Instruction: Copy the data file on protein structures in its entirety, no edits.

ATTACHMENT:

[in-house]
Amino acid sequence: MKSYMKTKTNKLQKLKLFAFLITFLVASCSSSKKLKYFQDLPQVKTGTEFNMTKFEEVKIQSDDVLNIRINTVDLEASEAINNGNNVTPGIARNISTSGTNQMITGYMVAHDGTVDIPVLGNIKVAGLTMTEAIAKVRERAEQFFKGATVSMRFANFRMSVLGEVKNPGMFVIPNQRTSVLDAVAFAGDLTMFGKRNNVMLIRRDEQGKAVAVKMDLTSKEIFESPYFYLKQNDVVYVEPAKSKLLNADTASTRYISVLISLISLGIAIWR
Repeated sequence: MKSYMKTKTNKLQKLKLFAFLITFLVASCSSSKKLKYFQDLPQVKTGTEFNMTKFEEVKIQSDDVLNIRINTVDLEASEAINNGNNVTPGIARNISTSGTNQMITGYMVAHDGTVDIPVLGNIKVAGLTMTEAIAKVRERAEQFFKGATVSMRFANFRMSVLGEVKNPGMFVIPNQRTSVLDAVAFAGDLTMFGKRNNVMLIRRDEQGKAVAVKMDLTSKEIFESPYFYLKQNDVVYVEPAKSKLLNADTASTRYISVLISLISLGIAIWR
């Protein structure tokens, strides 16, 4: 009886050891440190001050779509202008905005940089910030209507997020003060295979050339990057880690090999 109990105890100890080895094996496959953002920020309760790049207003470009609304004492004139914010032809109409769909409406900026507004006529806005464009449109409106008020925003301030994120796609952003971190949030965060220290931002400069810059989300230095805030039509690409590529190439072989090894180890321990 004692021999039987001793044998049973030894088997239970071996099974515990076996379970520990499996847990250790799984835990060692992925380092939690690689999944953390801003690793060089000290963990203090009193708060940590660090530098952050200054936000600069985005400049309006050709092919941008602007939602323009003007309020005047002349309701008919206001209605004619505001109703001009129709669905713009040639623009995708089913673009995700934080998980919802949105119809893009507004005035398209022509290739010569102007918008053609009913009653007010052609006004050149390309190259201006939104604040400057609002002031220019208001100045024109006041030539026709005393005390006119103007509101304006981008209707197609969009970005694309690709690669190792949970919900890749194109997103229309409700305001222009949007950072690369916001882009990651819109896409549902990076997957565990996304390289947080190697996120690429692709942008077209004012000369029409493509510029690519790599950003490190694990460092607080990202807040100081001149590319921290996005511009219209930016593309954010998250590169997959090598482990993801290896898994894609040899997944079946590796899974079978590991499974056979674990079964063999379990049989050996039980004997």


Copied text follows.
[in-house]
Amino acid sequence: MKSYMKTKTNKLQKLKLFAFLITFLVASCSSSKKLKYFQDLPQVKTGTEFNMTKFEEVKIQSDDVLNIRINTVDLEASEAINNGNNVTPGIARNISTSGTNQMITGYMVAHDGTVDIPVLGNIKVAGLTMTEAIAKVRERAEQFFKGATVSMRFANFRMSVLGEVKNPGMFVIPNQRTSVLDAVAFAGDLTMFGKRNNVMLIRRDEQGKAVAVKMDLTSKEIFESPYFYLKQNDVVYVEPAKSKLLNADTASTRYISVLISLISLGIAIWR
Repeated sequence: MKSYMKTKTNKLQKLKLFAFLITFLVASCSSSKKLKYFQDLPQVKTGTEFNMTKFEEVKIQSDDVLNIRINTVDLEASEAINNGNNVTPGIARNISTSGTNQMITGYMVAHDGTVDIPVLGNIKVAGLTMTEAIAKVRERAEQFFKGATVSMRFANFRMSVLGEVKNPGMFVIPNQRTSVLDAVAFAGDLTMFGKRNNVMLIRRDEQGKAVAVKMDLTSKEIFESPYFYLKQNDVVYVEPAKSKLLNADTASTRYISVLISLISLGIAIWR
């Protein structure tokens, strides 16, 4: 009886050891440190001050779509202008905005940089910030209507997020003060295979050339990057880690090999 109990105890100890080895094996496959953002920020309760790049207003470009609304004492004139914010032809109409769909409406900026507004006529806005464009449109409106008020925003301030994120796609952003971190949030965060220290931002400069810059989300230095805030039509690409590529190439072989090894180890321990 004692021999039987001793044998049973030894088997239970071996099974515990076996379970520990499996847990250790799984835990060692992925380092939690690689999944953390801003690793060089000290963990203090009193708060940590660090530098952050200054936000600069985005400049309006050709092919941008602007939602323009003007309020005047002349309701008919206001209605004619505001109703001009129709669905713009040639623009995708089913673009995700934080998980919802949105119809893009507004005035398209022509290739010569102007918008053609009913009653007010052609006004050149390309190259201006939104604040400057609002002031220019208001100045024109006041030539026709005393005390006119103007509101304006981008209707197609969009970005694309690709690669190792949970919900890749194109997103229309409700305001222009949007950072690369916001882009990651819109896409549902990076997957565990996304390289947080190697996120690429692709942008077209004012000369029409493509510029690519790599950003490190694990460092607080990202807040100081001149590319921290996005511009219209930016593309954010998250590169997959090598482990993801290896898994894609040899997944079946590796899974079978590991499974056979674990079964063999379990049989050996039980004997």